I would suggest you try to go away using actual boolean expressions and figure out what actions or events you're doing to the "system" that you're developing. If you're using if-statements you might as well use a scripting language.
Consider a series of options one user can take in a designer UI, all individually identifiable by a name. The designer UI for the example below will be cars that the user can select. The DSL basically looked like this:
// an array of rules
// rule number 1
// the originating option of the event or action
// the option(s) that receives of the action or event
"destination": ["color_yellow", "color_blue"],
// the event or action that should happen
// in this case the destination should be disabled
// what to roll back to if the destination was selected
// rule number 2, same as above but used to
// demonstrate chaining
... and so on
In this example, in the first rule: if the user selected the option "car_1" the color options "color_yellow" and "color_blue" will be disabled (because that particular car does not come in yellow and blue colors). In the second rule, if the user selects "roof_sunroof", then the option of "color_red" is disabled.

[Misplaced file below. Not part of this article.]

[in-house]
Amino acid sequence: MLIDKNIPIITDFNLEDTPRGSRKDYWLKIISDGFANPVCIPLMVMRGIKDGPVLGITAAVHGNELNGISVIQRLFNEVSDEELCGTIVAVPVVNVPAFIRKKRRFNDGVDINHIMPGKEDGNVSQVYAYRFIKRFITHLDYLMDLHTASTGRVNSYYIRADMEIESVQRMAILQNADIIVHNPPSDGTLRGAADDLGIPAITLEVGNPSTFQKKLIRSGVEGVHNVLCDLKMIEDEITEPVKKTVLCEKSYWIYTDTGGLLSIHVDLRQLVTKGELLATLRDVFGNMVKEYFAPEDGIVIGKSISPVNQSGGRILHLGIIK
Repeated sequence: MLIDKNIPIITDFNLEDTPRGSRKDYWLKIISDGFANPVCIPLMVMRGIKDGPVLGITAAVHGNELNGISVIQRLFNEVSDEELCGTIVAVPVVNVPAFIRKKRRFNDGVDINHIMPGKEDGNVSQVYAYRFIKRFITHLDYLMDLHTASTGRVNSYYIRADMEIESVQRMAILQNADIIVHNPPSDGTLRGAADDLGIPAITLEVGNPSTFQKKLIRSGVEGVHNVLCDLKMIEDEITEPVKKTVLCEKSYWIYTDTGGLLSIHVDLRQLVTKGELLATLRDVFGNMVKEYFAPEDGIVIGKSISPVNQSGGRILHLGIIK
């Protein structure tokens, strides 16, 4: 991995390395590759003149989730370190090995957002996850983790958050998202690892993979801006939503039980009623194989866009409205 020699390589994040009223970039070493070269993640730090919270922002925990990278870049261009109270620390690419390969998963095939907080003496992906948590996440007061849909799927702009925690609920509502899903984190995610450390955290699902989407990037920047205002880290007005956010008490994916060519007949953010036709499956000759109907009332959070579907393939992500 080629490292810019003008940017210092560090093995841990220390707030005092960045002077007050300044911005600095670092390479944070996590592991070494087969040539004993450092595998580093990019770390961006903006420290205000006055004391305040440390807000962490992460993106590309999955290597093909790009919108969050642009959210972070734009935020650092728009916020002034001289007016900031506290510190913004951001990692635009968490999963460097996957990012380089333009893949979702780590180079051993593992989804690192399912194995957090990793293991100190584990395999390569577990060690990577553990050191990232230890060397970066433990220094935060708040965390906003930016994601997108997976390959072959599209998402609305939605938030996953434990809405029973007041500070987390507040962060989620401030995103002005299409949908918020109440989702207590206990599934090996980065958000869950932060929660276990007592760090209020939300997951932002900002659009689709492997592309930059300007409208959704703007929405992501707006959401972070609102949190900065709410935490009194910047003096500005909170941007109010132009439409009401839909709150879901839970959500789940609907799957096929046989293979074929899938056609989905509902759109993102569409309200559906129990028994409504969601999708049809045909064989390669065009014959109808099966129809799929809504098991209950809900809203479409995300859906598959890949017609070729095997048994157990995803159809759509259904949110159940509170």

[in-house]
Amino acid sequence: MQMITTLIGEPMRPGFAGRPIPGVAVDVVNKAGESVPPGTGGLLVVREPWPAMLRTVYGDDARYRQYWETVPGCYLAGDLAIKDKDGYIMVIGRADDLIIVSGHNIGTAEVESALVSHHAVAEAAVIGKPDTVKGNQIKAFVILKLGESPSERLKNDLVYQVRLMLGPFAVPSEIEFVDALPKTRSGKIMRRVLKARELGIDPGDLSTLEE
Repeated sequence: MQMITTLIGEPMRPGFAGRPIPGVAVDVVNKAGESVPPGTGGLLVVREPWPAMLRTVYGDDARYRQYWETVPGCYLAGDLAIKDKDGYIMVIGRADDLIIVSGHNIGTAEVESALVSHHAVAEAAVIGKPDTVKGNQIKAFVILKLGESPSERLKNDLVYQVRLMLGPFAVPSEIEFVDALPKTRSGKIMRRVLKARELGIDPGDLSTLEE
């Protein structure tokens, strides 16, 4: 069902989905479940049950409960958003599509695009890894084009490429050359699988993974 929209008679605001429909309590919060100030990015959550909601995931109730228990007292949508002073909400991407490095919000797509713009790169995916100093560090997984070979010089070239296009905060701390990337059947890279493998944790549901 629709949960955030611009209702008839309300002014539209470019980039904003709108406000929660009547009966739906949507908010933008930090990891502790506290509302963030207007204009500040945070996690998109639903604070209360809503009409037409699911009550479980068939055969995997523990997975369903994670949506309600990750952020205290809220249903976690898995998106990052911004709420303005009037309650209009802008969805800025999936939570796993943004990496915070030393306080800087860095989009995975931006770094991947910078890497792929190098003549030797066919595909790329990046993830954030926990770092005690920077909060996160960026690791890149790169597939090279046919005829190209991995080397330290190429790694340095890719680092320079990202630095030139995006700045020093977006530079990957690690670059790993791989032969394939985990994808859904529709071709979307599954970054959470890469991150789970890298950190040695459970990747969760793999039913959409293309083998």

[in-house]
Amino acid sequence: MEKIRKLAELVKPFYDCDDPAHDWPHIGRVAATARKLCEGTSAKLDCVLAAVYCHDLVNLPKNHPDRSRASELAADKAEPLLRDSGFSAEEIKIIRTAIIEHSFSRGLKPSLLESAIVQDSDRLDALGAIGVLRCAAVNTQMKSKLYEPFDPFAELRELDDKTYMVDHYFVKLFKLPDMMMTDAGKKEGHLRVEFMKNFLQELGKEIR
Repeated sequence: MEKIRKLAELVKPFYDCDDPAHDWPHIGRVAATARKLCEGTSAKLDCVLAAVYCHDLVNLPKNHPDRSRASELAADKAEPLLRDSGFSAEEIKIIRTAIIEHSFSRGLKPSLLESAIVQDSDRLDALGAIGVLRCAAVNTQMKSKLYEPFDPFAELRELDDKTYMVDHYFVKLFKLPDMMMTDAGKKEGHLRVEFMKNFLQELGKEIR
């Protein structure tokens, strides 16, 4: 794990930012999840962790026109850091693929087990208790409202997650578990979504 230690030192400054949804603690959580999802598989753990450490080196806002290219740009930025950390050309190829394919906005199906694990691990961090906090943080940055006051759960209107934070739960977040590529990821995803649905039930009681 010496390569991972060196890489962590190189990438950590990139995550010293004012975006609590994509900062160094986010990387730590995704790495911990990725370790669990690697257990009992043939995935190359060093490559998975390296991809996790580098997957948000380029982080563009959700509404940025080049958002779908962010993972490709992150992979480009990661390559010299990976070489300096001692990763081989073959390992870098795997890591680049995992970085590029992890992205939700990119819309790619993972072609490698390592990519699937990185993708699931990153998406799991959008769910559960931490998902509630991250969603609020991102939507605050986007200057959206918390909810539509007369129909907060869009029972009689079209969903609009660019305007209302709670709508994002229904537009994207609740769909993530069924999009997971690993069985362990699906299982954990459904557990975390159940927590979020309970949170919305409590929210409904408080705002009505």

Meanwhile the front-end would take this JSON file and create all the options on the User Interface and use the rules array to determine which events to set up.
The actions and events were implemented in such extend that they were chainable by the rule set, so if one source would disable and the roll back option was also disabled, the event would look up what to roll back to instead. In the example above if the option "roof_sunroof" was selected and then "car_1", the application would first try to rollback to "color_red" (which is disabled) and then to "color_green". If there was any circular dependencies, it would most likely be a bug in the DSL rather in the designer UI. Note that the events enforce the rules without the need to build a complex tree.
On the back-end side, it's easier to represent the rules as objects if they're definitions for a DSL. Sure if you go the if-statement route, you could persist the rule as a text script.